Will Blockchain and Smart Contracts Accelerate Smart Manufacturing?

Local sourcing can be more efficient and secure with blockchain and smart contracts.

Local sourcing can be more efficient and secure with blockchain and smart contracts. Can it go the next step toward moving manufacturers to smart manufacturing as well?

No manufacturer is an island – and thus a digitally connected supply chain is a cornerstone of any Industry 4.0 or Smart Manufacturing discussion. For most companies secure and semi-automated work with supply chain partners is just a concept, but now you can get started in earnest!

On November 15, SyncFab, a procurement platform for precision parts, opened up a pre-sale of blockchain MFG utility tokens. These tokens would be used with their SaaS exchange and their smart contracts. I believe this ushers in a new era of efficiency, security and intelligence, and a level playing field for industrial supply chains.

This is a classic instance of the “marketplace” explained in Industry 4.0 and smart manufacturing visions. Designers, buyers and sellers, connected to the SyncFab platform and using the Industrial Internet of Things (IIoT) will automatically find and work with each other. Innovators and buyers issue RFPs for the parts they need with a target price, and those able to make those parts can decide whether to bid and at what price, knowing there is an acceptable range of prices.

What is blockchain and how does it work?

The blockchain provides a secure encrypted means of tracking digital records. (Blockchain is perhaps best known as the digital ledger for bitcoin currency.) Using this technology, all participants in a supply chain interaction will safely store information and it cannot be altered. The part specifications, including CAD drawings, can be exchanged in this way, along with smart contract information about design intent and contractual terms and conditions from the buyer and quality data from the supplier.

SyncFab’s CEO and Founder Jeremy Goodwin says, “It’s very early in the use of blockchain in industrial supply chains. We are looking at how to upgrade capabilities so JIT manufacturing requirements can be met more rapidly – tightening supplier requirements.”

Why do it?

SyncFab’s mission is to create local marketplaces for precision parts, reshoring manufacturing and removing transport and latency costs from the supply chain. The vision is that a supply chain for precision parts can participate in a peer-to-peer fashion that favors responsiveness, rather than size or brand name.

The SyncFab platform will be able to help buyers source, track and manage precision parts production. For the suppliers, participating in this exchange will help them improve capacity utilization.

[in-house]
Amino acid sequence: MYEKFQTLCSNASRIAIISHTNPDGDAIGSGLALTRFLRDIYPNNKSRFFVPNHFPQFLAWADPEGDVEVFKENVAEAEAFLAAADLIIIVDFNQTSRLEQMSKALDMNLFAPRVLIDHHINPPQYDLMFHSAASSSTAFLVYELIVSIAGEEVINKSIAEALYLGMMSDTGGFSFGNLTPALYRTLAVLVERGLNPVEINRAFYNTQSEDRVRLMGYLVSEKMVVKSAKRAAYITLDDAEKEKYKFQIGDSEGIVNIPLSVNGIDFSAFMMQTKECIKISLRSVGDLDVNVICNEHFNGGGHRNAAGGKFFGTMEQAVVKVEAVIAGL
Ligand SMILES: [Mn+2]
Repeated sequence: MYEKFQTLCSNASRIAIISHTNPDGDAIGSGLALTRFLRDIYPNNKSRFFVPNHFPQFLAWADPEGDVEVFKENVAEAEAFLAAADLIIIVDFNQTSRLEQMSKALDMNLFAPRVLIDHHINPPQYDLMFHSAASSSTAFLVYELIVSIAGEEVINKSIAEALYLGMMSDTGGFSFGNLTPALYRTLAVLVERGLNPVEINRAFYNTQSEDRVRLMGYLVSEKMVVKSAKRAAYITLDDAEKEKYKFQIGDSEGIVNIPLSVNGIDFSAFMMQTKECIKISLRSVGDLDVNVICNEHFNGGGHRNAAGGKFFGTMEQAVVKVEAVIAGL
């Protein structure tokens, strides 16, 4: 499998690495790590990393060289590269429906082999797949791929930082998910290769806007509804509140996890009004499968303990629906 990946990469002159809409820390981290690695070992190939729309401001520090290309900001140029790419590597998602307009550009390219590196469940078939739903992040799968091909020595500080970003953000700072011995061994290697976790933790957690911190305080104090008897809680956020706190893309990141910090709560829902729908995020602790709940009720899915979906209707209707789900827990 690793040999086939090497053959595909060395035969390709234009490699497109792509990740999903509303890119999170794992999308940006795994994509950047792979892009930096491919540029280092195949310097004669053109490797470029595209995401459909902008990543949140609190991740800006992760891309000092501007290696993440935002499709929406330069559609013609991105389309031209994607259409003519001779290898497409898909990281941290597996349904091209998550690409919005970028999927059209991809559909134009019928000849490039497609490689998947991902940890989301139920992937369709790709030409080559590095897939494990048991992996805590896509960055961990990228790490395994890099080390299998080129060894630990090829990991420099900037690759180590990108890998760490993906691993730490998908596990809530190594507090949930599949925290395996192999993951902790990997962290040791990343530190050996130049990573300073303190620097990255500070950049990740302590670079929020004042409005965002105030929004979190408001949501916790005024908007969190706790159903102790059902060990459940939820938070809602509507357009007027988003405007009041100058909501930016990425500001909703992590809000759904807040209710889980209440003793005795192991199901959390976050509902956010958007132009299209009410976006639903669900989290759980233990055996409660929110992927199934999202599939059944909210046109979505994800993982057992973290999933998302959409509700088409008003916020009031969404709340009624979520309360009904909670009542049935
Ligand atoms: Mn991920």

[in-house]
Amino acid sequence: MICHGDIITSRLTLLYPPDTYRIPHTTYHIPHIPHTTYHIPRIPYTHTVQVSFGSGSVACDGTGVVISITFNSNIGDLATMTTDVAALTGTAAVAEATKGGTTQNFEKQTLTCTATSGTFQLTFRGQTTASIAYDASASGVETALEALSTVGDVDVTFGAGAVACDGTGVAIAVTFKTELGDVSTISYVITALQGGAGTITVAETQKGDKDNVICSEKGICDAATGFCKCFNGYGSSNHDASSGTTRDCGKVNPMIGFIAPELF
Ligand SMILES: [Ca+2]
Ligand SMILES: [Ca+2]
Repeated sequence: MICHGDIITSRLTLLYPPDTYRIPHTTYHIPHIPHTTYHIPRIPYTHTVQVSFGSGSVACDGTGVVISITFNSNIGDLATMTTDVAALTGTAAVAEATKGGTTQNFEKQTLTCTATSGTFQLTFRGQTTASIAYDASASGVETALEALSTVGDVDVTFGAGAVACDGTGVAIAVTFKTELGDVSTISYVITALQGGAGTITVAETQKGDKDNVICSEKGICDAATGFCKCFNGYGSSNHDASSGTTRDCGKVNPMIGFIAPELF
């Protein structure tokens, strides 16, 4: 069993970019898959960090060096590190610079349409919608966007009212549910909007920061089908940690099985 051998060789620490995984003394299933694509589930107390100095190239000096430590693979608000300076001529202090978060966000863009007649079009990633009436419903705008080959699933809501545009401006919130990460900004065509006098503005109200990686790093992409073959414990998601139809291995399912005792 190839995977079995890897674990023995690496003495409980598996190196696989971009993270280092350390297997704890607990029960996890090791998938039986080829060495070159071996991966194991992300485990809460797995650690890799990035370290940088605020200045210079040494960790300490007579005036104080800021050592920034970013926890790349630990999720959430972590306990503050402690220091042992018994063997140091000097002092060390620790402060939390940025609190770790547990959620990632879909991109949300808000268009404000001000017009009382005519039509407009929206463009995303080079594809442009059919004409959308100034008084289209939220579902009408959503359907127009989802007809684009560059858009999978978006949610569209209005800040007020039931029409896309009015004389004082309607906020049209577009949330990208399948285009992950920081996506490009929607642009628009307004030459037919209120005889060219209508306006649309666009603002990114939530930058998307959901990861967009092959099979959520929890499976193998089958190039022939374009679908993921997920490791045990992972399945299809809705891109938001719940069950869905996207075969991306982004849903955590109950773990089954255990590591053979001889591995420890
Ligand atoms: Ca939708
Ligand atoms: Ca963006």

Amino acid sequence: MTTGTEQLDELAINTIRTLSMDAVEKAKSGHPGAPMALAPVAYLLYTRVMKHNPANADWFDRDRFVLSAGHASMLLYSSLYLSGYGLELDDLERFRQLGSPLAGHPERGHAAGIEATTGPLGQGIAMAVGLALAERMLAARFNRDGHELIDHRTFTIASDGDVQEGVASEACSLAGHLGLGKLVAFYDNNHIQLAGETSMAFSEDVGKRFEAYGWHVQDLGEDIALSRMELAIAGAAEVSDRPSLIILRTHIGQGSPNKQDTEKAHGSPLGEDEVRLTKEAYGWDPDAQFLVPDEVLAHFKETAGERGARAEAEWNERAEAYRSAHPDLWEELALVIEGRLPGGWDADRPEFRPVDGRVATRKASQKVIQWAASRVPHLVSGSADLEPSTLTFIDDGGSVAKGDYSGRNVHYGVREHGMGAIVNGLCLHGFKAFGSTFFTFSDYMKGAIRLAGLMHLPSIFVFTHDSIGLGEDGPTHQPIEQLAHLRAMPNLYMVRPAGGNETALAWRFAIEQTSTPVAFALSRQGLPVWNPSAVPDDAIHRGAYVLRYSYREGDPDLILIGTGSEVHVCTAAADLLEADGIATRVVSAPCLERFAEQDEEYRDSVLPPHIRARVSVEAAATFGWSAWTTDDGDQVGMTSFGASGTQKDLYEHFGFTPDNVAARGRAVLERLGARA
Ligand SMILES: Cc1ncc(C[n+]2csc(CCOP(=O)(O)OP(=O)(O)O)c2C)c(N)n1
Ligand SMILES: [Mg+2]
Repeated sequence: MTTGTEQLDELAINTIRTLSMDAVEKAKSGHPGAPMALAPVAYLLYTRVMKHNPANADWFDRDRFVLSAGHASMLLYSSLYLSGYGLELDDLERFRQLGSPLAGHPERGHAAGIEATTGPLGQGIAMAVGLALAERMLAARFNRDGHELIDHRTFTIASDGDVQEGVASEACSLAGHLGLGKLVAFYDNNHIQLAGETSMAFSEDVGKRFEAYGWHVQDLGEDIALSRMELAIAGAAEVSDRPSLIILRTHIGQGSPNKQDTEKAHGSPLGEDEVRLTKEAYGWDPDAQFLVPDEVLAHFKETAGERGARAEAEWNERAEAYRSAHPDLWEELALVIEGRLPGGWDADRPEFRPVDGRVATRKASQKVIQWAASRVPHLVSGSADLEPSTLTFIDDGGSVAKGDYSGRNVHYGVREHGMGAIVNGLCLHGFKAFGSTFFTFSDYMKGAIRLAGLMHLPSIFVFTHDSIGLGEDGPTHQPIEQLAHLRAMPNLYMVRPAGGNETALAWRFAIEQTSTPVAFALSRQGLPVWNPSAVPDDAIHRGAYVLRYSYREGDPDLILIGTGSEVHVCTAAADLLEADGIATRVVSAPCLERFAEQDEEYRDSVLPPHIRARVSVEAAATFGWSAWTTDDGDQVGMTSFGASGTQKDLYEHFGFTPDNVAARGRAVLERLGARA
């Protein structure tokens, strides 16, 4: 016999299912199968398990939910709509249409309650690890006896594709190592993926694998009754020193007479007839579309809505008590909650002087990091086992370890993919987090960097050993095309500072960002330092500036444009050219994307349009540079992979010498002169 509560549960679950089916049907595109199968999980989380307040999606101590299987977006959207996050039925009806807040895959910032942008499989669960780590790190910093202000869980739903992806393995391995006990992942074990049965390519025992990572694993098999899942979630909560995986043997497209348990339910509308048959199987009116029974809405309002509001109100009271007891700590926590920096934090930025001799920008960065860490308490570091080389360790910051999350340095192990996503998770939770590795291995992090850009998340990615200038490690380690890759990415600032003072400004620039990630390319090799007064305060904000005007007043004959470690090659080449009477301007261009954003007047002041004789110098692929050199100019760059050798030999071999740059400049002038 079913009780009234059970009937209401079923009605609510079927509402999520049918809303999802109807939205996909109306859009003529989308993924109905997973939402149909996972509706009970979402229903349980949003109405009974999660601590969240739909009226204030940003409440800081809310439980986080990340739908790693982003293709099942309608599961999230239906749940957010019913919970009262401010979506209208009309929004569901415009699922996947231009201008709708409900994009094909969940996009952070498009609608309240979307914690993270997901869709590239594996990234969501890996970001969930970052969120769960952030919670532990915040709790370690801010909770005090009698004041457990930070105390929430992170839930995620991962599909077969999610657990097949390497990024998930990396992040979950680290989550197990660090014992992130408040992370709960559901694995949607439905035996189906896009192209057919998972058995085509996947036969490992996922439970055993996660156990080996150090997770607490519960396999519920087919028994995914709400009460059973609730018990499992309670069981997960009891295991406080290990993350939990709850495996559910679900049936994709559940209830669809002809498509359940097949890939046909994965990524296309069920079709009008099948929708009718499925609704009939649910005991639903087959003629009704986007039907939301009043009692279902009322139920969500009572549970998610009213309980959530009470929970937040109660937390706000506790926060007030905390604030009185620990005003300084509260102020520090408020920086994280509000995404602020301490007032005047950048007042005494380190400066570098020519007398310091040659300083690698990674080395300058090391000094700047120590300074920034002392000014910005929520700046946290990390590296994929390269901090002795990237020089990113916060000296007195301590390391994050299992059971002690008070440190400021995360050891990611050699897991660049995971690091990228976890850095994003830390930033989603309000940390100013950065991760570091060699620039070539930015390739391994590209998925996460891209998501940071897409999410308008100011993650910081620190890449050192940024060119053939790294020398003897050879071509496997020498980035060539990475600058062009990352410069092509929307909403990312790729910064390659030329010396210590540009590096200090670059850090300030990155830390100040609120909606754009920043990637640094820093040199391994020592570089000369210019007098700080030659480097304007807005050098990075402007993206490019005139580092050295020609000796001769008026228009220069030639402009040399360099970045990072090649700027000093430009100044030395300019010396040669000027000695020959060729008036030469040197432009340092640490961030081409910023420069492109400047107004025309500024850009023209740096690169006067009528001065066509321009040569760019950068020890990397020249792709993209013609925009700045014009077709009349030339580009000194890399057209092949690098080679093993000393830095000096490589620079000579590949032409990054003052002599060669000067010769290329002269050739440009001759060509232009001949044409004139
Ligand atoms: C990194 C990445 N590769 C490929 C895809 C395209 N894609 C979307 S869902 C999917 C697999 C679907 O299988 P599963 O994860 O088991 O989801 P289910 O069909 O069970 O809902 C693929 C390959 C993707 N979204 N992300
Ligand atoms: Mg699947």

Blockchain creates a more seamless process that will

  • Speed and ensure unbiased and organized sourcing activities by reducing misunderstandings
  • Boost the reach of smaller 3D printing, CNC and other types of precision parts companies
  • Secure IP for innovations both by buyers and sellers of precision parts

I hope SyncFab founder Jeremy Goodwin is correct that this will “Incentivize CNC machine shops – and their blue-collar workers who write up quotes – to be more responsive.” I also hope he’s right that it will help to decentralize power in supply chains so not only the larger companies but all “innovators” will be driving activity in these smart supply chains.

Who else is involved in the “block” party?

This is a partnership between SyncFab with its procurement applications and smart contract technology and Smart MFG Tech Ltd for its ERC20 Ethereum MFG utility tokens. The combination is a platform for peer-to-peer supply chain activities for precision parts makers.

I agree with Goodwin that the path to smart manufacturing and supply chains will be for broad industry collaborations to move toward standards. To that end, SyncFab is part of several public-private networks. One is with San Leandro, the San Francisco Bay area city that hosts their headquarters, for local parts procurement and selling. Another is with Clean Energy and Smart Manufacturing Innovation Institute (CESMII) the US-government-industry partnership organization focused on smart manufacturing.

Beyond SyncFab, IBM is using blockchain in its HyperLedger, which is more focused on private instances. We suspect that larger companies that are already captains in their supply chain may gravitate toward this approach, at least initially.

SyncFab has also created Smart Contract technology, and that will be critical to the success of such a marketplace. As with any trading exchange, the capabilities of the suppliers – and the behaviors of the buyers – become more evident over time. Looking forward to seeing what emerges from this platform!

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